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Victims lose millions in investment scam

News4Jax Crime and Safety analyst offers advice to help protect you

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JACKSONVILLE, Fla. – Authorities are calling Ronald Roberts a savvy conman who collected millions in cash from dozens of unsuspecting investors. They say the proceeds fueled an expensive gambling habit. News4Jax Crime and Safety Analyst Gil Smith says whenever asked to invest, always look for red flags.

"There are no guarantees in investing," warned Smith. "Even if it's very low risk, there are no guarantees."

Authorities say victims believed Roberts when he allegedly promised guaranteed returns on a real estate investment.

"He would approach potential victims telling them that they could double their investment and he would make good on that first investment," explained U.S. Postal Inspector Donald Washington.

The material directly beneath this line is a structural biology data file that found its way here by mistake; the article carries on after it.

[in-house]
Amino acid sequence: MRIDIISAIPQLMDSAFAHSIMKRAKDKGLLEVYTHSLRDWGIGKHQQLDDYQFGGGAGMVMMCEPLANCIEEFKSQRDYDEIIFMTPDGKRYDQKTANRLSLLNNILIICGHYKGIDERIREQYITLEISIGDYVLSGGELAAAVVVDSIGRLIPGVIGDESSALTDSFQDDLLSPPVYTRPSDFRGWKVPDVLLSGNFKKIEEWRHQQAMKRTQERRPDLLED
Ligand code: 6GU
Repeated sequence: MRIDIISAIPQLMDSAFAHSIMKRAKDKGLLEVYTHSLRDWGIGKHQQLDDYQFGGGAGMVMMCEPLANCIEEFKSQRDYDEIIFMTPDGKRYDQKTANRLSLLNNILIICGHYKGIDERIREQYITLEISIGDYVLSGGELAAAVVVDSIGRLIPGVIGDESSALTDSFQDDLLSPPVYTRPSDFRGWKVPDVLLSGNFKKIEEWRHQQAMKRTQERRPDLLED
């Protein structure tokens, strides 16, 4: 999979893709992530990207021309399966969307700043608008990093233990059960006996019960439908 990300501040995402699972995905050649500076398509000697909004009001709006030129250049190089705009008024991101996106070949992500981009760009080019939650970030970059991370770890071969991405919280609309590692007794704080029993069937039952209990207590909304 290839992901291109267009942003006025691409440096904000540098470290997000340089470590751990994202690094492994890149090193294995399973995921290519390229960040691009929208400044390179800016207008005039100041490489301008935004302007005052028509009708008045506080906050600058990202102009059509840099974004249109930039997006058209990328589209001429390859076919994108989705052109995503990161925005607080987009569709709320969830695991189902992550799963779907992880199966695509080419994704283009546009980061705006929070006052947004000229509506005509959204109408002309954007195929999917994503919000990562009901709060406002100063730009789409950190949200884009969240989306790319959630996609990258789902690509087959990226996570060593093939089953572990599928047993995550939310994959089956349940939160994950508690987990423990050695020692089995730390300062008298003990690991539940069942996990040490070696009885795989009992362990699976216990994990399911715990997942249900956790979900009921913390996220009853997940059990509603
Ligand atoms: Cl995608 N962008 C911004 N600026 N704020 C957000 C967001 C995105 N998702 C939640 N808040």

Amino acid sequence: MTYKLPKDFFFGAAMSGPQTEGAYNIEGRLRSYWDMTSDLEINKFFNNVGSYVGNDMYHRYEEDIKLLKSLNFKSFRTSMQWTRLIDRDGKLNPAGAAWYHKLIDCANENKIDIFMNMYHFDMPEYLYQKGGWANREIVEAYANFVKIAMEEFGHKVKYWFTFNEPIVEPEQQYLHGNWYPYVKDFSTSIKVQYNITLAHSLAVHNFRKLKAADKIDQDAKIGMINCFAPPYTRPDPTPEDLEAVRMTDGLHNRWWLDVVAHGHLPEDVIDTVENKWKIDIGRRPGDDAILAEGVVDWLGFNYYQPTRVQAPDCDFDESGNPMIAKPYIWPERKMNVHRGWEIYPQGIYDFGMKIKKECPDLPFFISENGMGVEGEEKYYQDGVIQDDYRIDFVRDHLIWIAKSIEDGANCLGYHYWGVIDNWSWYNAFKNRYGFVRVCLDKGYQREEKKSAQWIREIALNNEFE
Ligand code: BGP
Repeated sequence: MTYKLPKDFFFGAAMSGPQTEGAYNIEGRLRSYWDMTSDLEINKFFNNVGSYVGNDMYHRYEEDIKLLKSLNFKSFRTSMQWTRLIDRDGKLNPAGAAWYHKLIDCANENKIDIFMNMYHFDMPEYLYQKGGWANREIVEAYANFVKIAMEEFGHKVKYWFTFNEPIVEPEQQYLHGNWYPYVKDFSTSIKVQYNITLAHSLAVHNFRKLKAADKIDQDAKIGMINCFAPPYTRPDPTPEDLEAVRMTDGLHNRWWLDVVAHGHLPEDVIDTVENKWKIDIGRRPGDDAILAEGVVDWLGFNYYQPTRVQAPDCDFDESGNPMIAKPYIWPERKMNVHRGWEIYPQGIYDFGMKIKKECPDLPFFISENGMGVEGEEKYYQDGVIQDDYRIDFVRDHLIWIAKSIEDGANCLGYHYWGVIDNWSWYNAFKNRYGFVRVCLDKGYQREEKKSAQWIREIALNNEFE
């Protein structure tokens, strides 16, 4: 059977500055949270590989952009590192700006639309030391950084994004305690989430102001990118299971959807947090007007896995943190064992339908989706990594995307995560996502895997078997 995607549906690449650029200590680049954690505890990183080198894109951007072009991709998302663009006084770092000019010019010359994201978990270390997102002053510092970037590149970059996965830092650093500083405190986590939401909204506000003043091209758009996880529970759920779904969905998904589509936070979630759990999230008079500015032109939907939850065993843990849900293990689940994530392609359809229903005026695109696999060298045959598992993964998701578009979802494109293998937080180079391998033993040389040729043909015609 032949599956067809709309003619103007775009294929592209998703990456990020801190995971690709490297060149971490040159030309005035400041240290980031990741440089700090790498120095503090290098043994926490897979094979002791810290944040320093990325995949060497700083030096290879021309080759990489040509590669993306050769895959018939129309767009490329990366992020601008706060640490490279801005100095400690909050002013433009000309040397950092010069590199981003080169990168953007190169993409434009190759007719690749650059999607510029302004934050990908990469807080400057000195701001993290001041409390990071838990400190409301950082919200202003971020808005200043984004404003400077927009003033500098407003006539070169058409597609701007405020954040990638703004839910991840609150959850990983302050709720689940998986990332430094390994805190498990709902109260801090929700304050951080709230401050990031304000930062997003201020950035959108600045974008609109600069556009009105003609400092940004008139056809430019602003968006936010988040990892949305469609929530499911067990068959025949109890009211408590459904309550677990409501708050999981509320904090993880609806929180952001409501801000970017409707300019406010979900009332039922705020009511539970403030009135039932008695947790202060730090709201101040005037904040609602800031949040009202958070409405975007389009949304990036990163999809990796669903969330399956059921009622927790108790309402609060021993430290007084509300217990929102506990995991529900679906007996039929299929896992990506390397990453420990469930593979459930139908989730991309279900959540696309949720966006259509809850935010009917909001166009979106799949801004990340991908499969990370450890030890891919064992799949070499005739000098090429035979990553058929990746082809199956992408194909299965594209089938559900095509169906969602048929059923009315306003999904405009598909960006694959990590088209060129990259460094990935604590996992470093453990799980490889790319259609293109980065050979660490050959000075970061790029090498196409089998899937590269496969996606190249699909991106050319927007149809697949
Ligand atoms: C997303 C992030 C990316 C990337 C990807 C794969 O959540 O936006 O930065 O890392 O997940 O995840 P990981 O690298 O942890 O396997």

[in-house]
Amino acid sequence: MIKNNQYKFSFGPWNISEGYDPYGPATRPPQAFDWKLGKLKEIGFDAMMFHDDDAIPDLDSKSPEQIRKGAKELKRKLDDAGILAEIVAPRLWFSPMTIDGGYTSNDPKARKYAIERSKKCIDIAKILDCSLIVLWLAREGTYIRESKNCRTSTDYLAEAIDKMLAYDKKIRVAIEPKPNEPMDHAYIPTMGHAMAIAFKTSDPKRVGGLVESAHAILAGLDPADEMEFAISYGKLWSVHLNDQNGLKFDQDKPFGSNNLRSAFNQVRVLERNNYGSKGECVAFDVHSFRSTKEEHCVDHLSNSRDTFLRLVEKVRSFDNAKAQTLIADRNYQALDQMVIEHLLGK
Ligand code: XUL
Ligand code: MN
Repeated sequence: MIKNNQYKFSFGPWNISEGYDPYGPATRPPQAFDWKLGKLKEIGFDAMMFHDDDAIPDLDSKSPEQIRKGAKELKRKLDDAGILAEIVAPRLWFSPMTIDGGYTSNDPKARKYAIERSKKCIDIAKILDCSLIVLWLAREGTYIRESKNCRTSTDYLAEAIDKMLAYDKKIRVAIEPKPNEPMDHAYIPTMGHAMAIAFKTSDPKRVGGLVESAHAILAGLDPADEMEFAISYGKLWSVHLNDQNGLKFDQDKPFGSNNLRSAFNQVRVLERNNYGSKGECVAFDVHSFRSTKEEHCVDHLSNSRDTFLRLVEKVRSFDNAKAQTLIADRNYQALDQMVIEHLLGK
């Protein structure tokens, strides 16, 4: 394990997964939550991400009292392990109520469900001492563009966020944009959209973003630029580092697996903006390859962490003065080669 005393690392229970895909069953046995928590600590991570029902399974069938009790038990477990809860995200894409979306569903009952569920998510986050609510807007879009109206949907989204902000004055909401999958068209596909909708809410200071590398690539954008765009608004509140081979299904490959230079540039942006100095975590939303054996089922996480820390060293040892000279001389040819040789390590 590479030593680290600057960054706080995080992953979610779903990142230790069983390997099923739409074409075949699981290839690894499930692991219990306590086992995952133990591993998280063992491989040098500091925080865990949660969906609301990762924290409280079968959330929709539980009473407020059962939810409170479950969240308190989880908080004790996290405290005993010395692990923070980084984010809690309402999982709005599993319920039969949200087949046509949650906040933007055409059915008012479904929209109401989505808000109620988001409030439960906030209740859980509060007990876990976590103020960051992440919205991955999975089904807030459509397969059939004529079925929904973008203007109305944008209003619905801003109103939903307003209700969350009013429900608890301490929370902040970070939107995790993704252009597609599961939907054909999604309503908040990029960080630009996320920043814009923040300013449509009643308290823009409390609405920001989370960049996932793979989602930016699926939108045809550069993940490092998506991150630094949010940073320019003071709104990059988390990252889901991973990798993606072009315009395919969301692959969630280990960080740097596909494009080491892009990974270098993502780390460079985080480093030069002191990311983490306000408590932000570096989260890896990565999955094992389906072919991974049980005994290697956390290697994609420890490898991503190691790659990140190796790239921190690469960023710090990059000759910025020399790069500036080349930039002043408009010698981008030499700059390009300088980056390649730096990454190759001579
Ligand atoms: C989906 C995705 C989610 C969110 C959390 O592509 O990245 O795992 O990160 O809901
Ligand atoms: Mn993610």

For example, if someone invested $10,000, they were told they would get $20,000 back at the end of the 30 days.

"Once he got you on the hook for a larger amount such as 50-thousand or $100,000 he wouldn't make good on that return," said Washington. "Our suspect was a very savvy conman. He only dealt in cash. He was one of the best conmen I've ever seen because he was able to talk people into giving hundreds of thousands of dollars to him in cash, and cash only, that way it was very hard to follow the paper trail."

50 victims lost more than $2 million. As for the money, authorities say Roberts was an avid gambler, gambling as much as $30,000 to $50,000 a day.

Roberts pleaded guilty to charges of mail and wire fraud in this real estate investment case. But,  inspectors say this is not his first run-in with the law. They say he's been to prison before for similar schemes.

To avoid a similar situation, Smith reminds you

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to trust your gut when approached with an investment opportunity.

"If it sounds great and sounds almost  too good to be true, it probably is," said Smith. "The best thing to do is do your research, do some very thorough research take your time before you invest."

For more ways to avoid investment fraud, the U.S. Securities and Exchange Commission offers questions to ask and red flags to spot.